Disneyland Hotel in Paris – Thoughts
I had the good fortune to visit Disneyland Paris in January 2016 and to stay at the Disneyland Hotel. In two other blog posts (Part 1 and Part 2), I share photos from that experience. Other bloggers on the site have examined Disneyland Paris’s theme parks in the past, so I am focusing on my hotel stay.
Having low standards and being cheap, I’ve rolled the dice with Hotwire for cheap hotel rooms on US 192 near Walt Disney World and even napped overnight on a pool lounge chair at Disney’s All-Star Music Resort to avoid paying for a hotel room after arriving on a late flight. I don’t need much in the way of lodging, but when heading to a foreign land I classed things up by spending 5 nights with my family at the Disneyland Hotel at Disneyland Paris.
Disneyland Hotel is the flagship resort of Disneyland Resort Paris, and it was described to me as “5 star accommodations” when I booked. Certainly the prices imply luxury, with the cheapest rack rate in 2016 clocking at at 584€ (over US $635) per night, with that same room going up to 1342€ (over US $1450) around Christmas!
Accordingly, this hotel has a reputation of being wildly overpriced. When shopping for rooms, this hotel was double the cost of the next cheapest on-property hotel room (at Disney’s Hotel New York), and significantly cheaper rooms were available both on- and off-property. This is an expensive place, both absolutely and relative to the competition from Disney and the outside world.
Of course, like in the US, there are plenty of ways to avoid paying rack rate. While inquiring by phone about rates for those (like me) in the travel industry, a France-based Cast Member offered me a half-off rate targeted at the French market (about 50% of the resort’s guests are from France), and that was too good for me to pass up on this trip. I paid a total of US $1,696.86 for the stay (that includes all taxes, prepaid in full with a no-refund policy), which averages out to less than $340 per night. On its own, that price that is by no means scary to anyone who has shopped Deluxe Resorts at Disney Parks in Florida or California.
There are several benefits (see below) to Disneyland Hotel that make its cost more bearable. The tough thing to swallow with Disneyland Hotel is that the other on-property places are a lot cheaper and offer nearly all those same benefits.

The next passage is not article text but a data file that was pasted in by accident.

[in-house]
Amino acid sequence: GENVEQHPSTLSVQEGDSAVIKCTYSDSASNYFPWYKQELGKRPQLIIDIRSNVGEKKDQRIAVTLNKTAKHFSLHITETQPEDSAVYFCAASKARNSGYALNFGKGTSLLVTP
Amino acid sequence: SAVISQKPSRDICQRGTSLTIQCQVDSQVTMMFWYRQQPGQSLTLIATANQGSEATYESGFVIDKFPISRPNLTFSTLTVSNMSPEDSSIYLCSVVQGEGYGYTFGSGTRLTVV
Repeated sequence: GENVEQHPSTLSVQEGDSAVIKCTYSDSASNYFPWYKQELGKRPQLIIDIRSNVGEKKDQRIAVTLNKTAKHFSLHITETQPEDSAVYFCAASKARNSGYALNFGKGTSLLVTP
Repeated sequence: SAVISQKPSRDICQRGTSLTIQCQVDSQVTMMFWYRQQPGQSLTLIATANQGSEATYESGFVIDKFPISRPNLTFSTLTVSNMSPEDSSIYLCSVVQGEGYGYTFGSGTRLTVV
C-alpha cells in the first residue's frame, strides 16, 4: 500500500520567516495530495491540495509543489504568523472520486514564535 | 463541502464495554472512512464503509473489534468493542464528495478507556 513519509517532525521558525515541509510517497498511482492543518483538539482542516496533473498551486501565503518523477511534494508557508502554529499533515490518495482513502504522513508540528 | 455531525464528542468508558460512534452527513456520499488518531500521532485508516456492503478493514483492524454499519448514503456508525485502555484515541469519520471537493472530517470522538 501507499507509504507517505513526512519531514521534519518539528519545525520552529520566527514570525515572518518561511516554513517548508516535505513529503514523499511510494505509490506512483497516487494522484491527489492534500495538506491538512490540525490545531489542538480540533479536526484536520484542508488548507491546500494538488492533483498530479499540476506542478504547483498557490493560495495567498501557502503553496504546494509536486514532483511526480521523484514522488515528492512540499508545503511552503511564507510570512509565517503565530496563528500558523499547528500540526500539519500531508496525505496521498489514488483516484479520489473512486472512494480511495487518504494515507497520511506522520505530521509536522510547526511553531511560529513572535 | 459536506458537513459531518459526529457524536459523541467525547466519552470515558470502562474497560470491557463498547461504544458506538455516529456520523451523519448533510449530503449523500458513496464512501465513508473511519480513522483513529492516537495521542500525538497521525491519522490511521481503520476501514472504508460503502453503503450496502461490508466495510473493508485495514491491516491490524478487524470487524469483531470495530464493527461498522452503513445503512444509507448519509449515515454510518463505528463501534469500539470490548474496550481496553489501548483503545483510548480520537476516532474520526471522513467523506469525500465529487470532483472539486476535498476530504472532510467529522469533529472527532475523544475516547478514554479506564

All on-property Disneyland Paris hotel rooms include park tickets for each day, and all but those at Disney’s Davy Crockett Ranch include breakfast for each morning (some packages exclude breakfast nowadays, so take note of what you’re booking). I understand this has been discontinued at times, but there was at least one character (with a PhotoPass photographer) greeting guests outside the breakfast area all morning. And although not creative and often crowded, the breakfast buffet was tasty and extensive, putting to shame those offered in club-level lounges at Disney World. My family filled up on the “free” breakfast, snacked in lieu of lunch, and made dinner the only meal for which we paid additional money.
Resort hotel guests (along with Annual Passholders) also get to use Morning Extra Magic Hours, which normally means they can enter Disneyland Park and enjoy most Fantasyland and Tomorrowland attractions, as well as character greetings on Main Street, starting 2 hours before the park’s official opening (during busy times, Extra Magic Hours have sometimes been offered in the Walt Disney Studios Park, the second park at Disneyland Paris). During my late January visit, rides had short lines during the Extra Magic Hours, but characters were getting plenty of attention.
All Disneyland Hotel guests get a single-use Hotel FASTPASS for each day of their stay (this benefit is unique to the Disneyland Hotel). Basically, for each day of my stay I had a single FASTPASS ticket that was good any time that day at any FASTPASS attraction. (Disneyland Paris provides an unlimited-use VIP FASTPASS to club-level guests at all Disneyland Paris hotels, but I wasn’t living that large.)
Guests also get a Disney Hotel easy-pass, which is a card that gets you admission to breakfast and can be used for charging to your room items purchased at the resort. This flimsy piece of paper looked like a name badge produced by a teenager, so I’m not surprised by rumors that MagicBands might come to Disneyland Paris. But to the extent you value charging stuff to your room, easy-pass is a benefit.